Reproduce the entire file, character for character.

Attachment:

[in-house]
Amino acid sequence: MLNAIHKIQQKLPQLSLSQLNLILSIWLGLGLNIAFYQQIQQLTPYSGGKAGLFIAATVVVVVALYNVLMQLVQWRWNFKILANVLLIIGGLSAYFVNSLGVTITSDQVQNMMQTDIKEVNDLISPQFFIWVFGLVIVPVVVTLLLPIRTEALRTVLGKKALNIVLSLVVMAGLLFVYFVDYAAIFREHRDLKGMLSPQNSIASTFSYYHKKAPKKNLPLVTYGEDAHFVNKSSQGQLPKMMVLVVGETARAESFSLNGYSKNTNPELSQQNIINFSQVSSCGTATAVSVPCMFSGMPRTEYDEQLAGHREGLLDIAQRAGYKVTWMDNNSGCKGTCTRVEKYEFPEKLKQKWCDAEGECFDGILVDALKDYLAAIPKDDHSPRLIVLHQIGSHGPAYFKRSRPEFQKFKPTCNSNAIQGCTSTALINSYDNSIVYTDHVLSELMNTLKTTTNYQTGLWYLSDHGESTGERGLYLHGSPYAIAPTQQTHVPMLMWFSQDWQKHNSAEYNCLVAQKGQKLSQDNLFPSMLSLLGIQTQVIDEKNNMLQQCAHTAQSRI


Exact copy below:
[in-house]
Amino acid sequence: MLNAIHKIQQKLPQLSLSQLNLILSIWLGLGLNIAFYQQIQQLTPYSGGKAGLFIAATVVVVVALYNVLMQLVQWRWNFKILANVLLIIGGLSAYFVNSLGVTITSDQVQNMMQTDIKEVNDLISPQFFIWVFGLVIVPVVVTLLLPIRTEALRTVLGKKALNIVLSLVVMAGLLFVYFVDYAAIFREHRDLKGMLSPQNSIASTFSYYHKKAPKKNLPLVTYGEDAHFVNKSSQGQLPKMMVLVVGETARAESFSLNGYSKNTNPELSQQNIINFSQVSSCGTATAVSVPCMFSGMPRTEYDEQLAGHREGLLDIAQRAGYKVTWMDNNSGCKGTCTRVEKYEFPEKLKQKWCDAEGECFDGILVDALKDYLAAIPKDDHSPRLIVLHQIGSHGPAYFKRSRPEFQKFKPTCNSNAIQGCTSTALINSYDNSIVYTDHVLSELMNTLKTTTNYQTGLWYLSDHGESTGERGLYLHGSPYAIAPTQQTHVPMLMWFSQDWQKHNSAEYNCLVAQKGQKLSQDNLFPSMLSLLGIQTQVIDEKNNMLQQCAHTAQSRI